§ Mr. Key
To ask the Secretary of State for Defence (1) if he will make a statement on his policy on the employment of disabled people in the armed forces; 
(2) how many registered disabled people work in (a) civilian and (b) uniformed posts in the Ministry of Defence; and if he will make a statement. 
§ Mr. Doug Henderson
[holding answer 28 June 1999]: My Department and its agencies employ some 3,780 civilian staff who have declared a disability or a long-term health condition in response to disability monitoring surveys. This represents some 3.7 per cent. of the total civilian workforce.
Data about registered disabled people are no longer requested in surveys because the register of disabled persons ceased to have effect with the introduction of the 697W Disability Discrimination Act 1995. We fully recognise the valuable contribution disabled people can make towards the achievement of defence objectives and, as part of our efforts to increase their representation in our civilian workforce, we have a three-year programme of action in place aimed at improving our performance as an employer of people with disabilities.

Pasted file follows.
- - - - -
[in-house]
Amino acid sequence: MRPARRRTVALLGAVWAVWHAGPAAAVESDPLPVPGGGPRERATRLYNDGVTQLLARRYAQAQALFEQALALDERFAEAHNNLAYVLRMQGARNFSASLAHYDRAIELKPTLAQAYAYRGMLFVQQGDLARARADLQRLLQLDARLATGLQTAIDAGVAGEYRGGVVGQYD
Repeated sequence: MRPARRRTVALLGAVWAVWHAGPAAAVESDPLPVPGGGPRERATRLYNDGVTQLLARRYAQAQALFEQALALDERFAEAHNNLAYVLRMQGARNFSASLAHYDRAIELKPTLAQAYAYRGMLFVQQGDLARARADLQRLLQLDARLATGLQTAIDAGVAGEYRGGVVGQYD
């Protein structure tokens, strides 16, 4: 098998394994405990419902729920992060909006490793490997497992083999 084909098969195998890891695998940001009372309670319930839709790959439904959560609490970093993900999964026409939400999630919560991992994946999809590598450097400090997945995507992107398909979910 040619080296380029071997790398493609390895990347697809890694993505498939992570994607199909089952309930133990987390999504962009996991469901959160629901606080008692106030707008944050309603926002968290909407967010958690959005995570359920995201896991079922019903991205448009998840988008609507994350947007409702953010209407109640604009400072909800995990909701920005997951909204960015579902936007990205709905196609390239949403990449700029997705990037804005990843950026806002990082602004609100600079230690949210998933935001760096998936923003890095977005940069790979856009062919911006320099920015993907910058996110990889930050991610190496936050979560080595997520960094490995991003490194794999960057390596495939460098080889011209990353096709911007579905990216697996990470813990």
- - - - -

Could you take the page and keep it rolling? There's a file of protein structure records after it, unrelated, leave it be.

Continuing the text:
Members of the Armed Forces are exempt from the employment provisions of the Disability Discrimination Act. Disability or a history of disability is not compatible with the need for a combat effective fighting force, able to undertake a full range of military operations anywhere in the world. Service personnel disabled during the course of duty are, depending on circumstances, allowed to continue to serve as long as such service will not undermine overall combat effectiveness. This approach reflects the Services' duty of care to the individual and allows them to benefit from the individual's experience and ensure a return on their training investment.